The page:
While the borrowing boom was originally led by owner-occupiers, lately it has been investors driving the growth in new loans.

The most recent July figures showed new loans to landlords had risen 1.8 per cent over the month (versus a fall in owner-occupier lending) and almost doubled in value from a year earlier.

What is to be done?

So what are the “macroprudential settings” the Treasurer refers to, and how might they be changed?

In simple terms, they are the rules that the banking regulator APRA sets for the financial institutions it oversees about how much money they can lend and who they can loan it to.

The last time Australia had a big property boom between 2012-17, mainly concentrated in Sydney and Melbourne, APRA specifically targeted the property investor segment driving the market.

The first measure introduced (announced in late-2014) was a 10 per cent cap on annual investor lending growth, along with a move towards using a bigger buffer when assessing loan applicants to ensure they could cope with interest rate rises.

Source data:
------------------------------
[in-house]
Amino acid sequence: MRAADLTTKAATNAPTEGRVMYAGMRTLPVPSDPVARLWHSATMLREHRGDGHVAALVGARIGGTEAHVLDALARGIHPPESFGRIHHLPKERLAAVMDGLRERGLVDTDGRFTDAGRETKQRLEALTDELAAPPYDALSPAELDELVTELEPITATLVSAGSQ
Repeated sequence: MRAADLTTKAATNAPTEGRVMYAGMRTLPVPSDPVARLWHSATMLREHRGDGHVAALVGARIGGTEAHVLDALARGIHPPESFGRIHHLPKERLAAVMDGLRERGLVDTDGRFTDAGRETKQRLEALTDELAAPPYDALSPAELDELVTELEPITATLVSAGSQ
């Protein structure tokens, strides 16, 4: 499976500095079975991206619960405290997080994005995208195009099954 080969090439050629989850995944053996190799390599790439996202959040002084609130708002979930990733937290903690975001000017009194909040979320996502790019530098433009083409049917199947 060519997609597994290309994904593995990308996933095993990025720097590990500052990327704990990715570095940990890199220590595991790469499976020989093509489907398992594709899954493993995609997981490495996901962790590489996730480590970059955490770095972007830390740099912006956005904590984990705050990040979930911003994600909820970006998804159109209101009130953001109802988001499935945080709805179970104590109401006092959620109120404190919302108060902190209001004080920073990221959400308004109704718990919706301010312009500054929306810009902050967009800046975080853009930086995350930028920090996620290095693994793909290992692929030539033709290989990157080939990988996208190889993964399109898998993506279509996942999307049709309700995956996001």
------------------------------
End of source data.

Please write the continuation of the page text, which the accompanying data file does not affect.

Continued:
The second measure (in March 2017) was a 30 per cent cap on new interest-only lending as a proportion of all new home loans.

But CoreLogic’s head of research, Eliza Owen, along with most other analysts, expects different measures to be adopted this time.

“Given investors still proportionally make up a low proportion of housing finance (29.1 per cent, below the decade average of 35.1 per cent), it makes sense that the nature of macroprudential regulation through the current cycle would be different to what was observed through the previous cycle of 2012-2017, when investor participation peaked at 45.2 per cent,” she told ABC News.

Most analysts expect that this time, APRA will target debt-to-income ratios, probably by limiting the proportion of loans that can be made above six times an applicant’s household income.

So, for example, if you earned $70,000 and your partner earned $30,000 then it would become much harder to get a home loan for more than $600,000.

This is something the Reserve Bank of New Zealand (RBNZ)is actively considering, in conjunction with limits on low-deposit home loans and government action to end negative gearing introduced earlier this year.

The International Monetary Fund last week urged Australia to make a similar move.